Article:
East Beach bluff

Former Village of Port Jefferson Mayor Mike Lee made a presentation on historical and environmental developments at East Beach, which has eroded considerably in recent years, now endangering the Port Jefferson Country Club restaurant and catering facility from falling off the cliff.

During his administration, Lee said an engineer had advised him that a problem with the jetty system at Mount Sinai Harbor was contributing to the erosion, placing village officials in a difficult bind.

“The village was aware of [the jetty problem], but it’s not our property that we can work on,” Lee said. “We don’t have anything to do with the inlet,” which the Town of Brookhaven maintains.

Given how coastal erosion spans across municipal boundaries, Lee suggested bluff stabilization would not yield a long-term resolution. “Stabilizing, it’s going to be a never-ending battle,” the former mayor said.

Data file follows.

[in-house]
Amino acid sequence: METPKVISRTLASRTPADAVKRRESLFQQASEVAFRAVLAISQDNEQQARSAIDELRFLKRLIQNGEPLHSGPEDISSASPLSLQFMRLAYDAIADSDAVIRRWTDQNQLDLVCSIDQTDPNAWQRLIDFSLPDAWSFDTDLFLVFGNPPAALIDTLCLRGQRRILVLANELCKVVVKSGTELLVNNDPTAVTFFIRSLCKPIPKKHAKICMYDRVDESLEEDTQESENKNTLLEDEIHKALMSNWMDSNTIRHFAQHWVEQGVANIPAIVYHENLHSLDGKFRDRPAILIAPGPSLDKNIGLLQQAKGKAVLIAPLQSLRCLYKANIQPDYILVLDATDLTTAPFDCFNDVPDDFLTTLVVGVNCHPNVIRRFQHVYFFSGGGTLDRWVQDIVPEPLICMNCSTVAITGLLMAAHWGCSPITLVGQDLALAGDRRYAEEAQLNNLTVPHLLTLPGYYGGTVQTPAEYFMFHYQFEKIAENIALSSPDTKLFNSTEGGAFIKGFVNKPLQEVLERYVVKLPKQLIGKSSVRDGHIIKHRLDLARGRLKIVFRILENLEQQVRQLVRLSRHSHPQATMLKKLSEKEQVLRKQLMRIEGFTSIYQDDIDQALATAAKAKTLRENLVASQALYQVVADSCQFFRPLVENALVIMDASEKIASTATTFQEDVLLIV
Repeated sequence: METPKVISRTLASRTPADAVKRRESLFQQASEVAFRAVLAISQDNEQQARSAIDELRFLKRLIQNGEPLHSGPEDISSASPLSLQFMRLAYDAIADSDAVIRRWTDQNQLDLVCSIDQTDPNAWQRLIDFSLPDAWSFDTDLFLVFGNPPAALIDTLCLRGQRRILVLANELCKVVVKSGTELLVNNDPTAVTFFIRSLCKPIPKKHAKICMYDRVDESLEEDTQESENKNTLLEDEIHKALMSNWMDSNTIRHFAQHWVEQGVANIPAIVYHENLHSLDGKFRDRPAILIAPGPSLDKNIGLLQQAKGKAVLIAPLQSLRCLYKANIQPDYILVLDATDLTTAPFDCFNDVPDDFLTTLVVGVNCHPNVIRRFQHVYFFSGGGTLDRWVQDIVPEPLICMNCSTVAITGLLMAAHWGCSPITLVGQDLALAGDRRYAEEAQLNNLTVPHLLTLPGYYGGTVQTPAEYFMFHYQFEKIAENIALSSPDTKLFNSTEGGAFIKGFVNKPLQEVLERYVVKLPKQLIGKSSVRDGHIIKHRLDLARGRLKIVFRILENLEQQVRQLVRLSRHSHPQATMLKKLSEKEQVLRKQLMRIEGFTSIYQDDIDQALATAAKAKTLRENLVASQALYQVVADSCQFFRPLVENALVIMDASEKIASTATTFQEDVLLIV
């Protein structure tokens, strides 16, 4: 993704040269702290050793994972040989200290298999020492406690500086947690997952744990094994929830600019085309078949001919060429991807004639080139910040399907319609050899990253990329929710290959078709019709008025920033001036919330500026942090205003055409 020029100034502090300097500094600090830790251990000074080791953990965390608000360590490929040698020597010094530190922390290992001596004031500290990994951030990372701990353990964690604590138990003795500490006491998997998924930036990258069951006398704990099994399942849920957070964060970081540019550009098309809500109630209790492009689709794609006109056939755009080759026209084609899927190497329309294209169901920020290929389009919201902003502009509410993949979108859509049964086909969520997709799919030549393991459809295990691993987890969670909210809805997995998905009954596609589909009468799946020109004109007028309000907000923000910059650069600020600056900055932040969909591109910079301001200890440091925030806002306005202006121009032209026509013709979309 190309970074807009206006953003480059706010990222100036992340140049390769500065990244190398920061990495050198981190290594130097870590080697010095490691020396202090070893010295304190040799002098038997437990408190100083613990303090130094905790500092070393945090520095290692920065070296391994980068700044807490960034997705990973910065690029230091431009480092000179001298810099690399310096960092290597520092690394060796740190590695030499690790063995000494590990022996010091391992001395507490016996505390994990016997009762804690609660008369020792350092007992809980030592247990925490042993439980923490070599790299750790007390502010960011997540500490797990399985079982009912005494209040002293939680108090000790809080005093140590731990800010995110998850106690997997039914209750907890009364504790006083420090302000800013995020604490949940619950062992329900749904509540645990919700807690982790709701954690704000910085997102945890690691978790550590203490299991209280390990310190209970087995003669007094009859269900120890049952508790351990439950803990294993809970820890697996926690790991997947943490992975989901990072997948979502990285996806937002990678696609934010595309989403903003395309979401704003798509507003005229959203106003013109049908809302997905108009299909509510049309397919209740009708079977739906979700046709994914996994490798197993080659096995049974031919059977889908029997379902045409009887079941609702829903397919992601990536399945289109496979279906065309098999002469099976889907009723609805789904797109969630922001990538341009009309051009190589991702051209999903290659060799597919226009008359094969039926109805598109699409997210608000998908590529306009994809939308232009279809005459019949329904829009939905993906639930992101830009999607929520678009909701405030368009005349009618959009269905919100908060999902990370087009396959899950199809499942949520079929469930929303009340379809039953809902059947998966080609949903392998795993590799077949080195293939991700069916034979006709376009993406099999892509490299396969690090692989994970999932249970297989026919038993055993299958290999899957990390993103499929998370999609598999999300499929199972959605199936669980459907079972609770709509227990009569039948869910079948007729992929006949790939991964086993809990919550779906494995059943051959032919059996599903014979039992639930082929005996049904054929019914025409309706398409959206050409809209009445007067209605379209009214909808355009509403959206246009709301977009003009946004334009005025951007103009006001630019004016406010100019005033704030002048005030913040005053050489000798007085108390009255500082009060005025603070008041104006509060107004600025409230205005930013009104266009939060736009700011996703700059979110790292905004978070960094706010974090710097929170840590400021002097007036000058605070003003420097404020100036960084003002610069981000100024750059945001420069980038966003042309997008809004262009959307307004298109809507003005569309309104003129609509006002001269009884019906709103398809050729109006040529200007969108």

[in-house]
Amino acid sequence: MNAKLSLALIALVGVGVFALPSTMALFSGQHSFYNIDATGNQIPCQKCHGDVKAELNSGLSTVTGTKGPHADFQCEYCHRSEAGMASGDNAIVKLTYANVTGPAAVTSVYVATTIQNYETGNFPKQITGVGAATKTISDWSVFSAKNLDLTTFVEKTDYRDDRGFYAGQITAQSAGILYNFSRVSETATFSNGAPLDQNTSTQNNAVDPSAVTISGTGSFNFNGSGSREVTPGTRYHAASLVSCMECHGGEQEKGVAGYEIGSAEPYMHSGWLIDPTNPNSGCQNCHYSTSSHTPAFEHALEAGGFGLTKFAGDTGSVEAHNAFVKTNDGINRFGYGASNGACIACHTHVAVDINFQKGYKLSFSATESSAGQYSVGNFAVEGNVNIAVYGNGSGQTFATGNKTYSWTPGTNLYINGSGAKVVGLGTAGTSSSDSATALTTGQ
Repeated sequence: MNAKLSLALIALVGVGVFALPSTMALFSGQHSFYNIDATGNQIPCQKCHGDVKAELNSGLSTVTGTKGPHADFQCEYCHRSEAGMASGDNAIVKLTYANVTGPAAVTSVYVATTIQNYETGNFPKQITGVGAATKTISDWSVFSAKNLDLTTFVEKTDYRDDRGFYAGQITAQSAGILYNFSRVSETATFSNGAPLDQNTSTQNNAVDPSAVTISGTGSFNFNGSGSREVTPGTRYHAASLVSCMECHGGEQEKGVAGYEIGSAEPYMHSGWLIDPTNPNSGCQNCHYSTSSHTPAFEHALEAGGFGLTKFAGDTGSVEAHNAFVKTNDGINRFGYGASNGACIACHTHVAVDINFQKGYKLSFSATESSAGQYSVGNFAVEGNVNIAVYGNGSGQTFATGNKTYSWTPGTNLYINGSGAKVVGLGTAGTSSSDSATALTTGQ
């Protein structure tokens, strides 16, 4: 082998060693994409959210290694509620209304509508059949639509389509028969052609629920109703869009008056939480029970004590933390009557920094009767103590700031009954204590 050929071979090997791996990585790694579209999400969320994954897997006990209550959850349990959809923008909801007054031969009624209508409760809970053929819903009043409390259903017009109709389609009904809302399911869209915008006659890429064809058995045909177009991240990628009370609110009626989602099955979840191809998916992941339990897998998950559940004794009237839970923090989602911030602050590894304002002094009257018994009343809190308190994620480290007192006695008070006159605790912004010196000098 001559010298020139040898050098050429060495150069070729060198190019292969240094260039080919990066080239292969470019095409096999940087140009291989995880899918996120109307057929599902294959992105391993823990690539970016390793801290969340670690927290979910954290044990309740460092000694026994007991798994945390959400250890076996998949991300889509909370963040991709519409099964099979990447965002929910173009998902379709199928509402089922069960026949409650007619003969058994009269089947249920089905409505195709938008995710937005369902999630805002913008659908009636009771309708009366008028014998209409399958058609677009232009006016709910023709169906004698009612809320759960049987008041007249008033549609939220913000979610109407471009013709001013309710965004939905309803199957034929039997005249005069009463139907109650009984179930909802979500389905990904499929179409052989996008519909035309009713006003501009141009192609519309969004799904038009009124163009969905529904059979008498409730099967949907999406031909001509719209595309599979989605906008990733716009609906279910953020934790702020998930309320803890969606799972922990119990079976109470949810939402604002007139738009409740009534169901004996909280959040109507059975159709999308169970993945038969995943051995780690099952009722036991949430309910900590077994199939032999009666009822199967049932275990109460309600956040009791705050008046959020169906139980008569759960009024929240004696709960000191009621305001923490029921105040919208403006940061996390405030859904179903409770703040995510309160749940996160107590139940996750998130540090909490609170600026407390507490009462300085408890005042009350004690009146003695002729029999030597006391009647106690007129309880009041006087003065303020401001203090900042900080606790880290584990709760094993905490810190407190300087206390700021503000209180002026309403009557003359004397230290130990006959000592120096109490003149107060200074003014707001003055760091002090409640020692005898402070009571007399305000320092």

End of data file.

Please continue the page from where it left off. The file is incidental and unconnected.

Ray Calabrese, a former Brookhaven Town councilman and Port Jefferson Planning Board member, conveyed to the body engineering advice he received in the 1970s.

“Leave that bluff alone,” he said. “Nature is doing its thing. It’s replenishing that beach. Frustrate it, and you lose the beach.” He concluded, “Don’t build near bluffs.”

Civic president Ana Hozyainova noted that among other reasons, PJCA was formed to offer residents a louder voice in decision-making over the bluff.

“One of the animating reasons why we got together as a civic association was the bluff and the fact that we didn’t have a vote and a public discussion about what needs to be done with it,” she said.

Flooding

Lee also touched upon ongoing flooding concerns within Port Jefferson, which was originally called Drowned Meadow due to the phenomenon. Though stormwater infrastructure installed decades ago may have been satisfactory for its time, Lee said, the flood load has increased considerably, aggravating these historic challenges.